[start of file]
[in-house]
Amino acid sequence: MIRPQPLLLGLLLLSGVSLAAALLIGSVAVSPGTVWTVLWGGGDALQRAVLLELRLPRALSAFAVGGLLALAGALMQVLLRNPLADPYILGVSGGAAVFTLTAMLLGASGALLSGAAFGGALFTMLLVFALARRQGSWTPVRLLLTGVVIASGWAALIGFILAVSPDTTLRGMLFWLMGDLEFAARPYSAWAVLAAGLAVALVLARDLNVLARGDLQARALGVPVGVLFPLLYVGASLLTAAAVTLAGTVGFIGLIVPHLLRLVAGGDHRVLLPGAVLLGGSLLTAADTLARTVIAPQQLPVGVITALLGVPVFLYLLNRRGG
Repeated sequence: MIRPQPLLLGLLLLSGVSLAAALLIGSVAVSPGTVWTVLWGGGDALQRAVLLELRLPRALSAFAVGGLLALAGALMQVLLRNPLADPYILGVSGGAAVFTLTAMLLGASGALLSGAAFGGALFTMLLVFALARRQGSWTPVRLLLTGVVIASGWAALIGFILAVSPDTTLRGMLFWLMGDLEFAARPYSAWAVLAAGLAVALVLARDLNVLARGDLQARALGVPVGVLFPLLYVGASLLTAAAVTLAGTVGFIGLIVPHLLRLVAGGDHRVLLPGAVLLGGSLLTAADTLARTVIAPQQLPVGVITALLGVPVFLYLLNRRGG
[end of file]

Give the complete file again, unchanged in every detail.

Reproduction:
[in-house]
Amino acid sequence: MIRPQPLLLGLLLLSGVSLAAALLIGSVAVSPGTVWTVLWGGGDALQRAVLLELRLPRALSAFAVGGLLALAGALMQVLLRNPLADPYILGVSGGAAVFTLTAMLLGASGALLSGAAFGGALFTMLLVFALARRQGSWTPVRLLLTGVVIASGWAALIGFILAVSPDTTLRGMLFWLMGDLEFAARPYSAWAVLAAGLAVALVLARDLNVLARGDLQARALGVPVGVLFPLLYVGASLLTAAAVTLAGTVGFIGLIVPHLLRLVAGGDHRVLLPGAVLLGGSLLTAADTLARTVIAPQQLPVGVITALLGVPVFLYLLNRRGG
Repeated sequence: MIRPQPLLLGLLLLSGVSLAAALLIGSVAVSPGTVWTVLWGGGDALQRAVLLELRLPRALSAFAVGGLLALAGALMQVLLRNPLADPYILGVSGGAAVFTLTAMLLGASGALLSGAAFGGALFTMLLVFALARRQGSWTPVRLLLTGVVIASGWAALIGFILAVSPDTTLRGMLFWLMGDLEFAARPYSAWAVLAAGLAVALVLARDLNVLARGDLQARALGVPVGVLFPLLYVGASLLTAAAVTLAGTVGFIGLIVPHLLRLVAGGDHRVLLPGAVLLGGSLLTAADTLARTVIAPQQLPVGVITALLGVPVFLYLLNRRGG